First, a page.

Anyway, there were some dazzling skills on display today and a number of very competent breadmakers in attendance. If I tell you that the number of competent breadmakers didn’t quite equal the number of people attending I’m sure you will get the picture. We had every possible scenario from one batch that formed a crust as soon as the air got to it and another that looked like the perpetrator was pouring pancake batter.


Gail doesn’t usually betray much emotion in class, but even she looked incredulous at what Barry had done using just flour and water

Gail was at her best; she loves the science of breadmaking, and the more complicated it is the better she likes it. However, before I say too much I will pause and reflect that she had 15 people at her session where I only attracted three last time I filled in for her. People clearly like complication. (Also note that it has not been possible, despite trying for three years, to take a picture of Gail with her eyes open and her hands still.)

Fair enough, I suppose, if you really want simple bread you can jump in the car and buy a crap loaf from the supermarket.

I always recall a story of Ancient Egypt about the advent of leavened bread (we can tell they used yeast because you can see it in ancient bread remains if you use an electron microscope. (And they say that archaeology is dull!) Conjecture has it that yeast was introduced into bread when an Egyptian baker kneaded the bread with his feet whilst suffering from athlete’s foot.

It’s probably not true. In fact it’s almost certainly not true. However, when you taste sourdough bread it’s hard to stop that suspicion of truth entering your mind.

If you want to join the bread class check out the farm website. It’s great fun and I can recommend it for a good morning out with convivial company.

I will end there. My work is done, and I wonder how many of you will be able to eat sourdough without thinking of Egyptian feet from now on…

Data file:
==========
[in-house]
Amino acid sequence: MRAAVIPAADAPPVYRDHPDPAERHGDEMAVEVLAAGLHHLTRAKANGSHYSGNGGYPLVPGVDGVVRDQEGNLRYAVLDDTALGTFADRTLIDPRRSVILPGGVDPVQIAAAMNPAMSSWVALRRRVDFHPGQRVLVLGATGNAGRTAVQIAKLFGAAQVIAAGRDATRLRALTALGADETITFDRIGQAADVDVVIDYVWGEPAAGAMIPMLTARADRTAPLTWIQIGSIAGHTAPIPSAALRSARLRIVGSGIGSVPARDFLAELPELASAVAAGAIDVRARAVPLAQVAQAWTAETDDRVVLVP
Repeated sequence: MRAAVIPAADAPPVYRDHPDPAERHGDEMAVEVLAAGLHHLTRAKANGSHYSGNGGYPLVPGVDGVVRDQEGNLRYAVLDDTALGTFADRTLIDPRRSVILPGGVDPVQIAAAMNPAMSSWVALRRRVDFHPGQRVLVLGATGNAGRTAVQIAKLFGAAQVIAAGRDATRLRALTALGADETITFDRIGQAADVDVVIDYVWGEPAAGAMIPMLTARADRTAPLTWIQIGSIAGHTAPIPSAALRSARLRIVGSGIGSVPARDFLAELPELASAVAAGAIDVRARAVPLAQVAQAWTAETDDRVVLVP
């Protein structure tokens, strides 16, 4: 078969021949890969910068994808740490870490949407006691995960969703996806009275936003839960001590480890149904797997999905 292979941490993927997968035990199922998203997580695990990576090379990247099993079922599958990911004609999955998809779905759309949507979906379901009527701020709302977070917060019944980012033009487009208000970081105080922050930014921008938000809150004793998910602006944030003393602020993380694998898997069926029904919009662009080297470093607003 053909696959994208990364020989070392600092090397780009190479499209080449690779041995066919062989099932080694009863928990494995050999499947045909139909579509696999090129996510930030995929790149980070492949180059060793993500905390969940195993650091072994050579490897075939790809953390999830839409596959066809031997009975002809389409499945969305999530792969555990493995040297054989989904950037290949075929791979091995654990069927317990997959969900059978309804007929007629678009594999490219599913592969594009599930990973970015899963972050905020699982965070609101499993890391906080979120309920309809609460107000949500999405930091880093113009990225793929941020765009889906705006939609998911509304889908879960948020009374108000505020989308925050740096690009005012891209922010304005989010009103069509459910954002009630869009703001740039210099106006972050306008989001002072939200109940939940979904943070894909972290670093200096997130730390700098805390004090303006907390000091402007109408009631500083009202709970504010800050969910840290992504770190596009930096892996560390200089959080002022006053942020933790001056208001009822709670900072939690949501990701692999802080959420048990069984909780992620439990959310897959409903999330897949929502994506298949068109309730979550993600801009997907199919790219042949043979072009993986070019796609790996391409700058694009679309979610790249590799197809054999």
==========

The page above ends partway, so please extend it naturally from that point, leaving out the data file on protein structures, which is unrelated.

Sheep, doves and teddy bears

A couple of hours before I took the teddy bear picture that bear was just an idea and a ball of cotton yarn. Compared to my day (writing minutes, avoiding goosegrass, answering emails, wrestling with camera manuals and stalking birds on feeders) it seems a good use of time. When you think that the collared dove and robin pictured above were the best shots of the day you can see I’m not going to set the world of nature photography on fire.

I should have known the moth photo in the previous post was too good to be true.

After much heart-searching we’ve finally cleared out the old bus shelter in preparation for demolition. It’s just too rotten to merit the work we would have to do to restore it, particularly as someone has donated a very serviceable second hand shed.

As you may have guessed from my comment, I didn’t get round to cooking goosegrass. In truth, I’m not that inspired and, having been a bit rushed this week, I have procrastinated. I am leaving it till Friday, and hope to have found some decent recipes by then. So far the ones I have found suggest tossing it in butter, putting it in a stew or using it to stuff a mattress. I know someone who juices it, but instead of inspiring me it just fills me with dread.